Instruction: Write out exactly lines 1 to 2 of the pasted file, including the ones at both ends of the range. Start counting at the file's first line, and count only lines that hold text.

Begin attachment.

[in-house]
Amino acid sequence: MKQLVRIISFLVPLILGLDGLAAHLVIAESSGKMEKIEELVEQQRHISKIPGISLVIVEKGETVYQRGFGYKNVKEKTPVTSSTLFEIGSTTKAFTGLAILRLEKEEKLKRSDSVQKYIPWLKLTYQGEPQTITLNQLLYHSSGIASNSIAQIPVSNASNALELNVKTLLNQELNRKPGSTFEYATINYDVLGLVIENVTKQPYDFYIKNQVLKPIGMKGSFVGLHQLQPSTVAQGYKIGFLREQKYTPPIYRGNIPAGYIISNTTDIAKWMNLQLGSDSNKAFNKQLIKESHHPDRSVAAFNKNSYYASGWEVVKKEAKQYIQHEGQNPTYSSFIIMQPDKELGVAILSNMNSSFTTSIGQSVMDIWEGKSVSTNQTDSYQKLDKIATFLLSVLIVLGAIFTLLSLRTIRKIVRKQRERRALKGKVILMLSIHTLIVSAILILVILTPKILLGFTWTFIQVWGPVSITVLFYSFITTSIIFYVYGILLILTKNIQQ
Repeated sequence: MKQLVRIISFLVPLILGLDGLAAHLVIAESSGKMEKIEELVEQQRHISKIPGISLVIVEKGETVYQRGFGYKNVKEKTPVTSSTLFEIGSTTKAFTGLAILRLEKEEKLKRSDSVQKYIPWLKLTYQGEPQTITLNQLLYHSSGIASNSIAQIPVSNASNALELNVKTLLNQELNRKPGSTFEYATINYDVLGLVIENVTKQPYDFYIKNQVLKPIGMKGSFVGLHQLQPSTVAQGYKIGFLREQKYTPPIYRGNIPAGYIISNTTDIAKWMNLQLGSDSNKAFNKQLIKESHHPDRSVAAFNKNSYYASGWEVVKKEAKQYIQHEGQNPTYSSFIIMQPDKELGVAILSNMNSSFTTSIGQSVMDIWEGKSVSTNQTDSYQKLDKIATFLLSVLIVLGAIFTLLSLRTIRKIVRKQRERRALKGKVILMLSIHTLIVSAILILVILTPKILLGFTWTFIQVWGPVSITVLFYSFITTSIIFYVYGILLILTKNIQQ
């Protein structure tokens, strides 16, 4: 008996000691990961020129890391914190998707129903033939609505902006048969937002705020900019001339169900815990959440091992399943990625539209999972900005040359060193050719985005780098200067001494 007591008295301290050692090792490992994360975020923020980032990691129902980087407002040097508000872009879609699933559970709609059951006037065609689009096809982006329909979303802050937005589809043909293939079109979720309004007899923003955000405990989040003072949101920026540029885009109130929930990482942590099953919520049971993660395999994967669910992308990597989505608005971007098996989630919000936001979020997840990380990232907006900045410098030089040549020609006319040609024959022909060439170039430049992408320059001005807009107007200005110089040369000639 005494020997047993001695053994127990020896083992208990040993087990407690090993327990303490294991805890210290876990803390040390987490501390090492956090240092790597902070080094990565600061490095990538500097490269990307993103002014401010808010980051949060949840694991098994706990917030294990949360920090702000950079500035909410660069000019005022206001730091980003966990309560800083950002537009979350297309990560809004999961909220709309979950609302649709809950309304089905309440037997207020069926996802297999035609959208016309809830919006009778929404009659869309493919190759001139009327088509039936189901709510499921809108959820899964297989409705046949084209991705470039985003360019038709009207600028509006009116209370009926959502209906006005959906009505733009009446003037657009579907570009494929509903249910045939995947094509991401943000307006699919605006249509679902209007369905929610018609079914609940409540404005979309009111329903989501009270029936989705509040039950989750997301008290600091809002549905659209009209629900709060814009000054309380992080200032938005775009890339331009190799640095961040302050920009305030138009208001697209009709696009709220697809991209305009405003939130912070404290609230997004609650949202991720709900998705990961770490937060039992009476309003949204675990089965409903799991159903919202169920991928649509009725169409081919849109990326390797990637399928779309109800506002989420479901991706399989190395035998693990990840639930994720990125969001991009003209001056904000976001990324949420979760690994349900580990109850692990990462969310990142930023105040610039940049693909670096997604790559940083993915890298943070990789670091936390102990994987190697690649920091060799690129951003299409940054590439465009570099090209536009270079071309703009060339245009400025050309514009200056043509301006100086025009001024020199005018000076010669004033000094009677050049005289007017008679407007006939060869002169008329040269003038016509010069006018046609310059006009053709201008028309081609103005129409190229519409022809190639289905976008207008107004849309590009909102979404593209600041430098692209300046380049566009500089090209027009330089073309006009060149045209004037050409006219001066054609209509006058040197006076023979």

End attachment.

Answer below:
[in-house]
Amino acid sequence: MKQLVRIISFLVPLILGLDGLAAHLVIAESSGKMEKIEELVEQQRHISKIPGISLVIVEKGETVYQRGFGYKNVKEKTPVTSSTLFEIGSTTKAFTGLAILRLEKEEKLKRSDSVQKYIPWLKLTYQGEPQTITLNQLLYHSSGIASNSIAQIPVSNASNALELNVKTLLNQELNRKPGSTFEYATINYDVLGLVIENVTKQPYDFYIKNQVLKPIGMKGSFVGLHQLQPSTVAQGYKIGFLREQKYTPPIYRGNIPAGYIISNTTDIAKWMNLQLGSDSNKAFNKQLIKESHHPDRSVAAFNKNSYYASGWEVVKKEAKQYIQHEGQNPTYSSFIIMQPDKELGVAILSNMNSSFTTSIGQSVMDIWEGKSVSTNQTDSYQKLDKIATFLLSVLIVLGAIFTLLSLRTIRKIVRKQRERRALKGKVILMLSIHTLIVSAILILVILTPKILLGFTWTFIQVWGPVSITVLFYSFITTSIIFYVYGILLILTKNIQQ